A few key aspects of the Program initially drew me in. First and foremost, I truly believe it provides the best undergraduate college experience in the country. It was an opportunity to be with a cohort of the type of students who would push me to be my best and had diverse interests across campus. It was an investment by the Texas Exes that I felt would give me a unique connection to our strong alumni network (hint: it has.) Pairing FASP with the awesome majors I already was lucky enough to be a part of made it really easy to see that this was going to be added enrichment to what was already going to be a great experience. Finally, the fact that they would pay to “fulfill” the requirement of studying abroad seemed tough to beat! A few things that I did not realize at the time, but have found great benefit from: You feel so grateful for the opportunity afforded to you, that you cannot help but be driven to give back to our University, community, and those in need. It also instills a confidence in your own ability that is tough to beat. So many people are rooting for you, it is going to provide a huge support network. I also did not realize that many of my best friends would also be Forty Acres scholars. It is a bond that uniquely connects us to each other, and it is a community of people that help each other get more involved on campus. It is a continuing cycle that is tough to beat. Quick plug from when I was a High School senior: I applied to 4 colleges. Duke was in my top 3, and I was going to hear back from them after attending Forty Acres finalist weekend. I still had not heard back from Texas Exes when I checked My Application Status with Duke. I got into one of the best schools in the country, and didn’t even get up from laying down on my bed. It was hard to be excited, when I knew that Forty Acres existed and so badly wanted to become a scholar. Luckily, it worked out better than I could have ever dreamed.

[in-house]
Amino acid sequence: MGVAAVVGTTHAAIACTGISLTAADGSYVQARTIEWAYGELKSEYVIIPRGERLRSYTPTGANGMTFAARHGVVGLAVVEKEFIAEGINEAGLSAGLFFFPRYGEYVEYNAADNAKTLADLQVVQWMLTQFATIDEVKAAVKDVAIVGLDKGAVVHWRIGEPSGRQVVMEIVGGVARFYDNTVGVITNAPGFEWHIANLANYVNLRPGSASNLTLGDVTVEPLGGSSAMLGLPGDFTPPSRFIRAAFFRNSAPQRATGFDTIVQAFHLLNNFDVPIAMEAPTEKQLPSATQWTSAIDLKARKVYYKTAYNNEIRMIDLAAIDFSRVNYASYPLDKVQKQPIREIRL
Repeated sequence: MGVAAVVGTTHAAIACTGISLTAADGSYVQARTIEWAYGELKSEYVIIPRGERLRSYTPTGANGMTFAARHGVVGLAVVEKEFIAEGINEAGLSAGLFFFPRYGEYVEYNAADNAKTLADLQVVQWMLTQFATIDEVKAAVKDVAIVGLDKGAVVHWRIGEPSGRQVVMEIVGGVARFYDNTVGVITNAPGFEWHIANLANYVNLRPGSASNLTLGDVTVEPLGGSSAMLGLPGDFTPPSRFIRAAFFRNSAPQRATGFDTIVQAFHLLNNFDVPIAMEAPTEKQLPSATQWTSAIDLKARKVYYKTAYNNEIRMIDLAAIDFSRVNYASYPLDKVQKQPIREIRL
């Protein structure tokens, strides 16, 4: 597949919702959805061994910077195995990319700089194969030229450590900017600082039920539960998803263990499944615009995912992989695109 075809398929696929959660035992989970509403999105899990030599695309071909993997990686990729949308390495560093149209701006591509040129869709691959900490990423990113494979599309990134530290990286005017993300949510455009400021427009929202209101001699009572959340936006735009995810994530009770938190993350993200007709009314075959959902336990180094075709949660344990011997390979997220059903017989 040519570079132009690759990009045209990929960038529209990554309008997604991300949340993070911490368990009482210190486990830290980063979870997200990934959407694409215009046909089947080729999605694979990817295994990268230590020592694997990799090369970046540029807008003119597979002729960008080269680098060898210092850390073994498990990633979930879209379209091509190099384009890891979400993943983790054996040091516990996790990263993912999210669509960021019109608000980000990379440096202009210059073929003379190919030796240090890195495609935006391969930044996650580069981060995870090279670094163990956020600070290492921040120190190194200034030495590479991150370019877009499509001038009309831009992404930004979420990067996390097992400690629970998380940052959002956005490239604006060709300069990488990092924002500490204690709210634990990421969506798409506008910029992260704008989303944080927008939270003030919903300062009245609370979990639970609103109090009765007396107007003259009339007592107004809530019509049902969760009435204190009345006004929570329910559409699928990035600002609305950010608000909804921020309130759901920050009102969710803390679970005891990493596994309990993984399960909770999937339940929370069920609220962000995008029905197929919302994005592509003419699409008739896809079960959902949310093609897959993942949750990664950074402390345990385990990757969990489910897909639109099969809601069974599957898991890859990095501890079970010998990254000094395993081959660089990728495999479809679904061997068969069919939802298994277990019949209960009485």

What makes your scholar cohort unique?

Our scholar cohort is unique because we have a bond so tight that any time we spend time together it feels like we pick up right where we left off. This happens after long, life-changing summers. After study abroads where people do not see each other for 6 months, or Archer programs in DC. When we are back together, it feels like nothing has changed.

Favorite FASP Memory

I have so many, but one that particularly stands out: Our sophomore retreat (only because our senior trip to Machu Picchu has not yet happened). We were hiking Enchanted Rock, and some of us decided to go down a night early to camp out at the site. We ate dinner at this small German restaurant in this small German town in the middle of Central Texas. Camping that night was so much fun, and a great bonding experience. The next morning, we cooked breakfast over a fire we (Greyson) built. We hung out in the hammock and shared memories. Then the rest of the crew arrived. While the hike itself was fun and a bit challenging, the real fun began when we got to the top of the rock/mountain/hill. There was a cave, and though I had been to Enchanted Rock before, I had never explored it. We crawled deep into the cave, and had to literally pass our phone lights to each other so that we could see. It was a great team building experience. When we arrived at a part of the cave that could fit all of us, we hummed in the pitch black while Ben (a music major) did some monkish chanting. It was pretty amazingly weird and bonding moment. By the time we had made it out of the cave, exhausted, we just wanted to get back. We instead had to scale the side of the mountain, which was one of my scarier experiences in college. Luckily, we all made it back safely. Even Hannah!

What do you want prospective students to know about The University of Texas?

If you come in with a positive mindset and can-do attitude, this place is going to absolutely change your world. Yes, everything is bigger in Texas. This is a big place, and that is what makes it so awesome. Big, world changing events and discoveries happen here. There is a diversity of opportunities, ideas, and people that is hard to match anywhere else. I encourage you to explore it all! Also, no matter how our football team is performing on the field, I can always feel good that the schools we play do not get to be a college student in Austin, Texas. This city is unbeatable if you’re 18-25 years old, and the opportunities to explore here are limitless.